Improving school lunch by design

Oct. 16, 2013, The New York Times

By Courtney E. Martin

What if the secret to getting kids to eat healthier is to stop focusing on food?

In spring 2013, the San Francisco Unified School District (S.F.U.S.D.) began a five-month collaboration with the design firm IDEO to re-imagine the school food system. This effort might not sound unique. Childhood obesity has become a hot topic, in large part thanks to the first lady’s Let’s Move! campaign, and projects by high-profile chefs like Jamie Oliver and Alice Waters have aimed at getting fresh, healthy foods in schools.

In this case, however, the adults aren’t as concerned with what students are eating as they are with how they are eating.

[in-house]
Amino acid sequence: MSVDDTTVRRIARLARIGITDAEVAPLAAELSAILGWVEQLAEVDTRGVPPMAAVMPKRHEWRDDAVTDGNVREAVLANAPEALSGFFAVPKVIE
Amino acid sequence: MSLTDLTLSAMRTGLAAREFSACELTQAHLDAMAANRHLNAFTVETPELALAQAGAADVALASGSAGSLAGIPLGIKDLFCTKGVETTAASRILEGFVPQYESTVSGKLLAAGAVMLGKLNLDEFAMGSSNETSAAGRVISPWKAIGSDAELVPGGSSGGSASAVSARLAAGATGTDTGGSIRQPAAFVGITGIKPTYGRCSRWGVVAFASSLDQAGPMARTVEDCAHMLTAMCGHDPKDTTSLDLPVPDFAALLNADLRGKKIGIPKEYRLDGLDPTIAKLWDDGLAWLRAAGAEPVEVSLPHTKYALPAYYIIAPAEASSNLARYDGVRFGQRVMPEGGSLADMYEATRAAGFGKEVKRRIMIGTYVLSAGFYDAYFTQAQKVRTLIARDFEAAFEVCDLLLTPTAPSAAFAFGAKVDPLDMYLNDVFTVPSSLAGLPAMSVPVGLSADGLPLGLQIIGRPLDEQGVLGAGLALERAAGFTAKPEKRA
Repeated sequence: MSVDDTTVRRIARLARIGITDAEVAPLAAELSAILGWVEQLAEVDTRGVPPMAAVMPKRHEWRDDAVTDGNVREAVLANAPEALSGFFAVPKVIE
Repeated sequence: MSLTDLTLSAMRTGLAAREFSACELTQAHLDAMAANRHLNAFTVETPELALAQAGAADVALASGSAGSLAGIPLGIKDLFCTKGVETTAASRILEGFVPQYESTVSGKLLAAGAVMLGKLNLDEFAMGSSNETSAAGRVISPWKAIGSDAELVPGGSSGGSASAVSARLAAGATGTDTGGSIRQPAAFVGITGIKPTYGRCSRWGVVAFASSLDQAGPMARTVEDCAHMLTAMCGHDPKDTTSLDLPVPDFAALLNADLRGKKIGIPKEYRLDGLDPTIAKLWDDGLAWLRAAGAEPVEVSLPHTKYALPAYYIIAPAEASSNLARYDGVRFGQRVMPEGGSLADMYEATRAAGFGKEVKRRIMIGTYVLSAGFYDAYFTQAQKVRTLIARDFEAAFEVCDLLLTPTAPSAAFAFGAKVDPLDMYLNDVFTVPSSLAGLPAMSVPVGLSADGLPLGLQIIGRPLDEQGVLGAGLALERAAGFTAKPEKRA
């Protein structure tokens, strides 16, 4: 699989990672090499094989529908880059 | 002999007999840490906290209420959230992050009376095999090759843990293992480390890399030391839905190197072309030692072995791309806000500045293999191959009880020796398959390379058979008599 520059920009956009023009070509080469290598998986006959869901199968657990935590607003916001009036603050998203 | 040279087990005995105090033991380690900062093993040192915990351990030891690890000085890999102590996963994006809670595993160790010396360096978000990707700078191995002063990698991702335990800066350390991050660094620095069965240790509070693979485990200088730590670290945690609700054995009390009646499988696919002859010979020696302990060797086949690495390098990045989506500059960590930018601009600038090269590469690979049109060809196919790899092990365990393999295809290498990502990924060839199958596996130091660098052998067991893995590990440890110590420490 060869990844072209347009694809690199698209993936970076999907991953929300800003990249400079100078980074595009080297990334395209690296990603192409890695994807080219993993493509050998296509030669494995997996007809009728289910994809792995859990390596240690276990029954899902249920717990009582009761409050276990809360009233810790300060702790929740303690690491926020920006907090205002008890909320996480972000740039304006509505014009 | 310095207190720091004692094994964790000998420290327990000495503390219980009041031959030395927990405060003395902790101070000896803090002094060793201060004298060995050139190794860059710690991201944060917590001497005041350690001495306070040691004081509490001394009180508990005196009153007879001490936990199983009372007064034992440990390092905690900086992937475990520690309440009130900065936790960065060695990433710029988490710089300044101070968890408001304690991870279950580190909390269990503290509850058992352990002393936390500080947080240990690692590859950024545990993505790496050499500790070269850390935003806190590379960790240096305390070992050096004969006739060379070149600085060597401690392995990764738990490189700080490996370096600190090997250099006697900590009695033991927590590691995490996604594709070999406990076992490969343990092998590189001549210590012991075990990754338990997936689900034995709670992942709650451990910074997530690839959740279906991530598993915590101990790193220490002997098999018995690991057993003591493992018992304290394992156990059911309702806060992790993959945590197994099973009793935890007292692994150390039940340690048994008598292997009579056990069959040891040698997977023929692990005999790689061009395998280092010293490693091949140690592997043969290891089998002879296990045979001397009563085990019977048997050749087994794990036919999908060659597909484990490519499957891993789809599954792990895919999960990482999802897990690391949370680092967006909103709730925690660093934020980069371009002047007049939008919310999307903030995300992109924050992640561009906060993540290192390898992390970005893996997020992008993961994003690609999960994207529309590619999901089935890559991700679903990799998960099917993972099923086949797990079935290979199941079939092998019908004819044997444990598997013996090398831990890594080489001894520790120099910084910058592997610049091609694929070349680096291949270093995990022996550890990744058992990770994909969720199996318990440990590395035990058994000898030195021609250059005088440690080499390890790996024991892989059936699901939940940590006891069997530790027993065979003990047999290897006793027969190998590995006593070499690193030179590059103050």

“When adults dine, we don’t just think about the food,” explained Orla O’Keeffe, the executive director of policy and operations. “The food is important, but so is what’s going on around it: the ambience, the service, the company. Why would we assume kids are any different?” Continue reading

Study: Giving a boring food a cool name helps children make healthier meal choices

Sept. 14, 2013, Star Gazette

By Bob Jamieson

Cornell University experts have found ways to get America’s school kids to eat healthier school lunches.

They say their techniques are low cost, even no cost, and nudge students to more nutritious offerings by manipulating the lunchroom environment.

“A lot of our work is experimental. We will actually go out in the field and run experiments in schools to see what will happen,” said David Just, associate professor and co-director of the Cornell Center for Behavioral Economics in Child Nutrition Programs. Continue reading